Updated: Jan 9
This month is full of women's health observances - well, most months are, considering we only have twelve. The observance I thought best to discuss first is 'National Birth Defects Prevention Month'. Obviously preventing birth defects are important for women who are actively trying to conceive, but for those who are not - this is why you should care too!
According to the CDC, birth defects are structural changes that appear at birth that can affect any part of the body. They can be found while in utero, at birth or anytime thereafter. A birth defect is diagnosed every 4 1/2 minutes in the US and most birth defects occur within the first 3 months of pregnancy.
If you are just closing your mouth from the gaping 'AHHH' you just experienced learning how frequently birth defects actually occur - you aren't the only one. But, I want you to really hone in on second part of that sentence - let's dig into the significance of the first 3 months (trimester)?
The first trimester is all about rapidly dividing cells and more importantly, the influence that internal and external exposures have on them. This can be somewhat likened to any point in any woman's life - we are perpetually healing, repairing and discharging old, warn out cells for fresh new ones. Of course when a whole new human is forming within us, the rate of cell division is rapid fire - and any error or misstep could be devastating (i.e. birth defect), but in the general aspects of living - small missteps could - overtime - create dysfunction in the body, that while short of a birth defect - could lead to common hormone dysfunctions
Some internal exposures that can influence the acuity and precision of cell division and replication include hormones, nutrient status, the burden of our detox systems. External exposures, including chemicals from our environment and other like stressors are highly influential over our internal space.
We can actually do more than we think about our external exposures and their effects on cell division, replication, birth defects and "lesser, yet more cumulative hormone dysfunctions". We can significantly limit them and the influence they have over our internal space (given we know what they are, where to find them, and how to rid them from our bodies).
Methylation deficiencies and endocrine disrupters are internal and external exposures associated with DNA (our cellular blueprint) changes that women of ALL ages and stages can think about as they set New Year intentions toward better health.
In brief, methylation is the addition of small molecules (-CH3) to aspects of the DNA, which cause structural and functional changes to the DNA and the actions that correspond to those 'altered instructions/blueprint'.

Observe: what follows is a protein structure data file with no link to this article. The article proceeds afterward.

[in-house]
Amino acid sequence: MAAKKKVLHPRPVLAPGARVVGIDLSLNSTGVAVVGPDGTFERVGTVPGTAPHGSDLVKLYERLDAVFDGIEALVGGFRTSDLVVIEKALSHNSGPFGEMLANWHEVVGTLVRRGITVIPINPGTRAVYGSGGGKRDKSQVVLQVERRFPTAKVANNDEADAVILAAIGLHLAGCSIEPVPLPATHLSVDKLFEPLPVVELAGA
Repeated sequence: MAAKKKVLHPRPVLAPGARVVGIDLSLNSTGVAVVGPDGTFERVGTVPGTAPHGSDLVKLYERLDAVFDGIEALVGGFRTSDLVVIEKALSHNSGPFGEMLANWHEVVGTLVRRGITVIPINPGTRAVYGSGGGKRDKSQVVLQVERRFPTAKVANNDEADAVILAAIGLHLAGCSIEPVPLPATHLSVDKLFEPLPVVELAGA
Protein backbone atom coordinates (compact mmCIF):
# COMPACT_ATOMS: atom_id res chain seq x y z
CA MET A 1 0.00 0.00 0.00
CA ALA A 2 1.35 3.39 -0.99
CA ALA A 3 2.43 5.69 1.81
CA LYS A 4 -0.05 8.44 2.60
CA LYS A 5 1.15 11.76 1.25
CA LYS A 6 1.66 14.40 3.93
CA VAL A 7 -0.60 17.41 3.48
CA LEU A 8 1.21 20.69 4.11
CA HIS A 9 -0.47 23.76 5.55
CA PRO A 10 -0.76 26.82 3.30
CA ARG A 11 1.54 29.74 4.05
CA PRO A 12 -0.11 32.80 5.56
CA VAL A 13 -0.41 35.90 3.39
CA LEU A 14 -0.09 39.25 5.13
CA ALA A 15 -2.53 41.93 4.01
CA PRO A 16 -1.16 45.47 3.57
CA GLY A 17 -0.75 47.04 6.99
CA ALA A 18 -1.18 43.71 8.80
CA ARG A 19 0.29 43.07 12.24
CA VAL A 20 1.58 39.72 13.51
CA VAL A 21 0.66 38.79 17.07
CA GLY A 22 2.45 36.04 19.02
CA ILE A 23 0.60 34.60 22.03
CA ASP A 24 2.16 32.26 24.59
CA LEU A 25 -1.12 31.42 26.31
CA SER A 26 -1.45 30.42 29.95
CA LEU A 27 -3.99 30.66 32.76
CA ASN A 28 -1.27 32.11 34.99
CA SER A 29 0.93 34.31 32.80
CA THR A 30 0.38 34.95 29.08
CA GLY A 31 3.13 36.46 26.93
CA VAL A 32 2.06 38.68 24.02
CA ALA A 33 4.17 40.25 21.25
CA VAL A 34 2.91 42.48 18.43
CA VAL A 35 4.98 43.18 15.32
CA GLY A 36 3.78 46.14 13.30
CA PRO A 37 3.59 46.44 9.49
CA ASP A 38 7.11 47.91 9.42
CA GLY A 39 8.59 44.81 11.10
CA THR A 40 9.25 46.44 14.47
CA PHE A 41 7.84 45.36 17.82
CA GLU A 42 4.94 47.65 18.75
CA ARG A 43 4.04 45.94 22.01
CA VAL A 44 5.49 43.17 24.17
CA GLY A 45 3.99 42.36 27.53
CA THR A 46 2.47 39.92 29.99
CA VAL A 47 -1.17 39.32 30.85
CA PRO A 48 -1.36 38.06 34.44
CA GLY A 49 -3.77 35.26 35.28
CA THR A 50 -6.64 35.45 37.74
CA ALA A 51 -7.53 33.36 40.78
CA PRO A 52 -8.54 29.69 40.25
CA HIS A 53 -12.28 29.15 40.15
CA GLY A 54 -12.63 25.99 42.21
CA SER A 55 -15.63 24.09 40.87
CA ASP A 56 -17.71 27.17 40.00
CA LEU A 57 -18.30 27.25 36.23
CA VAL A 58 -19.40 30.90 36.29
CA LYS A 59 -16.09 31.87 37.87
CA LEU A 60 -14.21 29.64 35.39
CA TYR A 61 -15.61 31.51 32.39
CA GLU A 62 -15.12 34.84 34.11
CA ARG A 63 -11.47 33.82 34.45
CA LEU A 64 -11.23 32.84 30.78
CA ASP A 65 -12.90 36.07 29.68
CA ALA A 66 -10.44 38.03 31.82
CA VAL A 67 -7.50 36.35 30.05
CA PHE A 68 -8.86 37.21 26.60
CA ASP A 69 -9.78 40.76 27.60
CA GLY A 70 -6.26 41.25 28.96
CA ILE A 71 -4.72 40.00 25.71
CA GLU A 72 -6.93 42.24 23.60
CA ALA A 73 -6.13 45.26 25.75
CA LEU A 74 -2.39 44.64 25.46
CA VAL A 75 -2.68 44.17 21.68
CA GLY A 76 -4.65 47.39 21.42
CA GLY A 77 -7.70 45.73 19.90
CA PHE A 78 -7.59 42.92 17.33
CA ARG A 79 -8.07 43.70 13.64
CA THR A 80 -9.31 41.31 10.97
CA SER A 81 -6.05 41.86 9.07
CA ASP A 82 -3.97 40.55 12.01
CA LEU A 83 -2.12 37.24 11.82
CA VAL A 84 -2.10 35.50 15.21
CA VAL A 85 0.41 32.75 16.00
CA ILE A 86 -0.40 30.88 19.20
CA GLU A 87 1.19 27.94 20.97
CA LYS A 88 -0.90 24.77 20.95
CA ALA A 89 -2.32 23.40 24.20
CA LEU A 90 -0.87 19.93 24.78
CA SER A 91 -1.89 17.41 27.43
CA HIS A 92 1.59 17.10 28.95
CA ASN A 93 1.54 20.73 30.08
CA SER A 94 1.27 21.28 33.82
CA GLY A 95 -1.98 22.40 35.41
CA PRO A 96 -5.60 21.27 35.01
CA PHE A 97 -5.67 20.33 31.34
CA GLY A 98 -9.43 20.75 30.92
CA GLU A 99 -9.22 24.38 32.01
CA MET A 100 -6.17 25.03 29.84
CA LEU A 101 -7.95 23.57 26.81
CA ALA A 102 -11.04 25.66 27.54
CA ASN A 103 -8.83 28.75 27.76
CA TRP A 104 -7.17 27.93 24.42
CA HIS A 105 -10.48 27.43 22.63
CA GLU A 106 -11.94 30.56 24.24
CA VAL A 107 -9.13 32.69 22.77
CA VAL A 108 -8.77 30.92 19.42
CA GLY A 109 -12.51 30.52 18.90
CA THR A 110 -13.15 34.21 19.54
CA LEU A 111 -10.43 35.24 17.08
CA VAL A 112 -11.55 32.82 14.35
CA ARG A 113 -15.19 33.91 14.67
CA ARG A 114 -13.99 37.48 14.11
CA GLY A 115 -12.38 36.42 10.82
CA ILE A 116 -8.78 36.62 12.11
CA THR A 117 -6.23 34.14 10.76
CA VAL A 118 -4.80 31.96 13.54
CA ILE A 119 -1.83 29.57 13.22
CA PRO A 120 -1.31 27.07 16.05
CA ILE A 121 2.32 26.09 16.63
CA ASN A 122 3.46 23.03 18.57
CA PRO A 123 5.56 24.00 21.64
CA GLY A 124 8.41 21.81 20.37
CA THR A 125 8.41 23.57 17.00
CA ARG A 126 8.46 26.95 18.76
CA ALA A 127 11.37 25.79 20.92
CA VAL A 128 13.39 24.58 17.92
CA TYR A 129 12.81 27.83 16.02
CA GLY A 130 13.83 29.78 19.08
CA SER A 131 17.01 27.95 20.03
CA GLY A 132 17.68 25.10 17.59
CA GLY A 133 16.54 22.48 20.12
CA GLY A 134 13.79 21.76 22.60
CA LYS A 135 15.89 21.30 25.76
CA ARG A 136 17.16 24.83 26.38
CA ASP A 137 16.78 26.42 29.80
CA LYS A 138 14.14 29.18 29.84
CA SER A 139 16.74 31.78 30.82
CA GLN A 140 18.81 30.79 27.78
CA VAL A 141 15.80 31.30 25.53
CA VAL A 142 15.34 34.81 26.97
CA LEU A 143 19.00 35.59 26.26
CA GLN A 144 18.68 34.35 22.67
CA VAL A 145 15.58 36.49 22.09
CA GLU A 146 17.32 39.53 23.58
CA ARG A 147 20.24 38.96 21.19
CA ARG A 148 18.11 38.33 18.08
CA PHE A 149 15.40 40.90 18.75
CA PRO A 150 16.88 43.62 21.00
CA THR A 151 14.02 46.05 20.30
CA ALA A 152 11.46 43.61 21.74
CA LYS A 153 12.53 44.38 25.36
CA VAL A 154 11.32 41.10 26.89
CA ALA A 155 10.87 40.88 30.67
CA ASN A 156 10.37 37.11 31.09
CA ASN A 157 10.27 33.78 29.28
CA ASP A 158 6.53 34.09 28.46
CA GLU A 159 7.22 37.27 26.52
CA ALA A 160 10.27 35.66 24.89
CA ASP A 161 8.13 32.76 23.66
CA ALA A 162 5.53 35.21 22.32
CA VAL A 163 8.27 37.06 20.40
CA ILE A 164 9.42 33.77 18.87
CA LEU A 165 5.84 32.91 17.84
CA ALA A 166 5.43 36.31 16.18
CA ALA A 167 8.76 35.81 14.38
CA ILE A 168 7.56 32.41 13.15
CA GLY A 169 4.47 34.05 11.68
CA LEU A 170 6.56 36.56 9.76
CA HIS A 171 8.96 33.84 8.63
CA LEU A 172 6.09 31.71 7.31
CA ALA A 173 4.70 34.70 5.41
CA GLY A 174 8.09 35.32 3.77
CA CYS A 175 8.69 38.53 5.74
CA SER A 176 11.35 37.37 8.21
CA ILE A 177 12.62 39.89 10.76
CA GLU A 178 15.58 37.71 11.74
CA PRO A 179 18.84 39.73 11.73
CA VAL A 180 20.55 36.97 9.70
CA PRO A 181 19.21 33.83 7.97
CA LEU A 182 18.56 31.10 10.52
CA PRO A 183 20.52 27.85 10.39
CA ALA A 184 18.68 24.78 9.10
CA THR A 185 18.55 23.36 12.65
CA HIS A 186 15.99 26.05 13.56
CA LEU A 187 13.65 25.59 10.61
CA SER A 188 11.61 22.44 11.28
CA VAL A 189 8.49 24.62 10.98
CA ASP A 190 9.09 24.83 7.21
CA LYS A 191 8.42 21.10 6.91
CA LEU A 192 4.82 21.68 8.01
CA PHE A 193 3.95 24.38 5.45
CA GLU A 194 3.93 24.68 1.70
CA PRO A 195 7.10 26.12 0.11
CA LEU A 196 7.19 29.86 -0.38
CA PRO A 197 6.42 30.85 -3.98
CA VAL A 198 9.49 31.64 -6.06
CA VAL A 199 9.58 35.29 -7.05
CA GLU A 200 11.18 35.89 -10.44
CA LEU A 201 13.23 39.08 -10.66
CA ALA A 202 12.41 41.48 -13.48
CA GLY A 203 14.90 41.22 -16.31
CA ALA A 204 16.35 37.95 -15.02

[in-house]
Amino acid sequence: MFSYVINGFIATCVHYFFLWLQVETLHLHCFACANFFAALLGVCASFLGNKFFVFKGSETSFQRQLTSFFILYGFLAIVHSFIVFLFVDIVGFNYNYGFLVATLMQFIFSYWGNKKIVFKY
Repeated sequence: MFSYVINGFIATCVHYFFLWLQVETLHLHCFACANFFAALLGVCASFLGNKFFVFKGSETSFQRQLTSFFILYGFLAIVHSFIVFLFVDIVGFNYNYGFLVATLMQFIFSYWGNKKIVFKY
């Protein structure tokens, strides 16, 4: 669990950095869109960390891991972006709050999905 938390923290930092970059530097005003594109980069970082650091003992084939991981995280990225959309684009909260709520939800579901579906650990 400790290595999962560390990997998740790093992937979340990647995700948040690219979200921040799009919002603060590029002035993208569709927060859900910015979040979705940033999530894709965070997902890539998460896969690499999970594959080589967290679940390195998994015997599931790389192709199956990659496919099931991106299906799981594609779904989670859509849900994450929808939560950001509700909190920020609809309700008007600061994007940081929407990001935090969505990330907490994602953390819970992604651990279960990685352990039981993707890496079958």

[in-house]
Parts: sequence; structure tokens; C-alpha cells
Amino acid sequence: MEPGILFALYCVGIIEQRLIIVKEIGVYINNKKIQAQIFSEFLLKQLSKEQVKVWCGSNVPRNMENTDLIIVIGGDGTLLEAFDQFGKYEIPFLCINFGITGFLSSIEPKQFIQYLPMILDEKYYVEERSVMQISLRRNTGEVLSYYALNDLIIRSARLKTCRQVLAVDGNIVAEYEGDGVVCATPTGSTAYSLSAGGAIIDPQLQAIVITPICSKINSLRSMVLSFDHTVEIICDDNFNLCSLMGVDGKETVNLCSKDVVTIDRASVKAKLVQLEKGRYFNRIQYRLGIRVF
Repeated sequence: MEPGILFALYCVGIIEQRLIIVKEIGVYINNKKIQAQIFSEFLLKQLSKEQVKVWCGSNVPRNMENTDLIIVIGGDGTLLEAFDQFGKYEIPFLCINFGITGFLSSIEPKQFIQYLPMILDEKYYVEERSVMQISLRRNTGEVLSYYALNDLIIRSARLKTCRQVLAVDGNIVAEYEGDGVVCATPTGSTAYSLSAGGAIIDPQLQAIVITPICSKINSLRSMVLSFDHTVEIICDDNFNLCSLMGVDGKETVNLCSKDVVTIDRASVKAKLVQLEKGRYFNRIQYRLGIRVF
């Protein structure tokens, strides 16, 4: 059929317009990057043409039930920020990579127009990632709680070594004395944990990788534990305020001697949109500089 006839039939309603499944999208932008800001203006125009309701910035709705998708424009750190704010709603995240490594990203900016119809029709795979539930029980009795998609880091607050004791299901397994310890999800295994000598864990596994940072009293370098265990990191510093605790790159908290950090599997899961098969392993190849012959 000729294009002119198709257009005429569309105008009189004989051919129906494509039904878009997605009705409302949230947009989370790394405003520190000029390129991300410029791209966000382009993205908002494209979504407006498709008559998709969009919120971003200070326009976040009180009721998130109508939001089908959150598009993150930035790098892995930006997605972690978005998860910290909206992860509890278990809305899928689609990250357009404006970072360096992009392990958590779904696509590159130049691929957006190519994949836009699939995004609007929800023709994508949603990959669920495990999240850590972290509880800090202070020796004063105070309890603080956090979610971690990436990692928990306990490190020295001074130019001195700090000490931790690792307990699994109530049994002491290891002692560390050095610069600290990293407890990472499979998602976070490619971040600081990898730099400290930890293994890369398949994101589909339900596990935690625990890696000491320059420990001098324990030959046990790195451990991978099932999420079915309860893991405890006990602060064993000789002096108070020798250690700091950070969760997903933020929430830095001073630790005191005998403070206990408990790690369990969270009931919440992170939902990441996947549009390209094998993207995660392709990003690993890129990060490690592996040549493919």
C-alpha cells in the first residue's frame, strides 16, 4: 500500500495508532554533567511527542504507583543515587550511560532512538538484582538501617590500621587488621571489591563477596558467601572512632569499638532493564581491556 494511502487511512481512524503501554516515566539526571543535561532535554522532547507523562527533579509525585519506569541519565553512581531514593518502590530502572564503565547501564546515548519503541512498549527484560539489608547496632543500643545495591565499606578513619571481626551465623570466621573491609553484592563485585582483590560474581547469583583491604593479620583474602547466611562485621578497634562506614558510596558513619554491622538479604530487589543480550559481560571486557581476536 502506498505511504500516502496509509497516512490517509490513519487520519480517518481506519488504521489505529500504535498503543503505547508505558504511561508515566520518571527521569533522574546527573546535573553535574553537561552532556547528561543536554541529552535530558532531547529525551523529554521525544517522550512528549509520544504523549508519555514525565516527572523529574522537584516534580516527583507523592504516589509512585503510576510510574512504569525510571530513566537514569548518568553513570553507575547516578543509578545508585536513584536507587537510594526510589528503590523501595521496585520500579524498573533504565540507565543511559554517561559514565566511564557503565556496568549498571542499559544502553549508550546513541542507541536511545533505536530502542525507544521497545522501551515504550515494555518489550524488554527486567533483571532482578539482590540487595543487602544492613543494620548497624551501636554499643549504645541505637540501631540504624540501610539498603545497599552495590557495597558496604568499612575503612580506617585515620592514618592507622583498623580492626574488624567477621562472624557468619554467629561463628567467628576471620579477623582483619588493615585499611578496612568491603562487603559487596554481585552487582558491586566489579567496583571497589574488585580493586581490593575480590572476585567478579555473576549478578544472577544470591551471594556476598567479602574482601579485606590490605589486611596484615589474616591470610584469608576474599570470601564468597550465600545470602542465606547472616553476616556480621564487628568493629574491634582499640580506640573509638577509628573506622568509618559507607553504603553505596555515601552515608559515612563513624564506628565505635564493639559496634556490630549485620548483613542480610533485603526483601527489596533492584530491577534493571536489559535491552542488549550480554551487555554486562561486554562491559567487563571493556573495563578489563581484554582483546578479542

Methylation processes take place abundantly within the first 10 days of life. To simplify this very complex chain of events, the individuality of the DNA within mother's egg and the DNA within the father's sperm has to be 'deconstructed' to be 'reconstructed' to produce a human that is partly both parents. This continues in various stages and degrees throughout the development of the fetus as different body parts and organ systems are developed out of what once was a blob of identical cells. Methylation also instructs our adult DNA to turn on and off tumor promotor sites, important to the promotion and alternatively, the prevention of cancers of all types.
Methylation is a nutrient-driven process, but can be influenced not just by key nutrient intake (including folate, B12 and choline intake), but also nutrient status - i.e. your genetics, social habits, medication history and even digestion capacity.
Endocrine disruptors are hormone-like chemicals in our environment that create unhealthy imbalances in our hormones, and the way those hormones (namely estrogen) affect growth and other metabolic processes. Endocrine disruptors are all around us. They can be found in our dishware, receipts, lotions, perfumes, laundry detergents, hair care products.
Endocrine disruptors are known to interfere in the genetic coding and hormone-facilitated changes taking place during a fetus' development. You can imagine how this might lead to birth defects in general, but even more specifically in male children, how an estrogen-overload may interfere with necessary, testosterone-driven gender-distinctions. Believe it or not, they are also implicated in infertility and recurrent miscarriage.
Outside of conception and pregnancy, women are also significantly burdened by the role of endocrine disruptors in hormone and metabolic dysfunctions of all types, from PMS, fibroids, endometriosis, resistant weight, extreme menopausal symptoms to increased incidence of cancers, particularly breast cancer.
I hope this post has helped you see the how women pursuing healthy fertility and reproduction and those outside of that window - pursuing other aspects of this lovely experience we call life - have converging indications for a more holistic approach to their hormone health.
Reach out to Dr. Shavon, to learn how she can help you in your women's wellness and healthy, holistic fertility pursuits.
Thanks for spending some time with me! 😀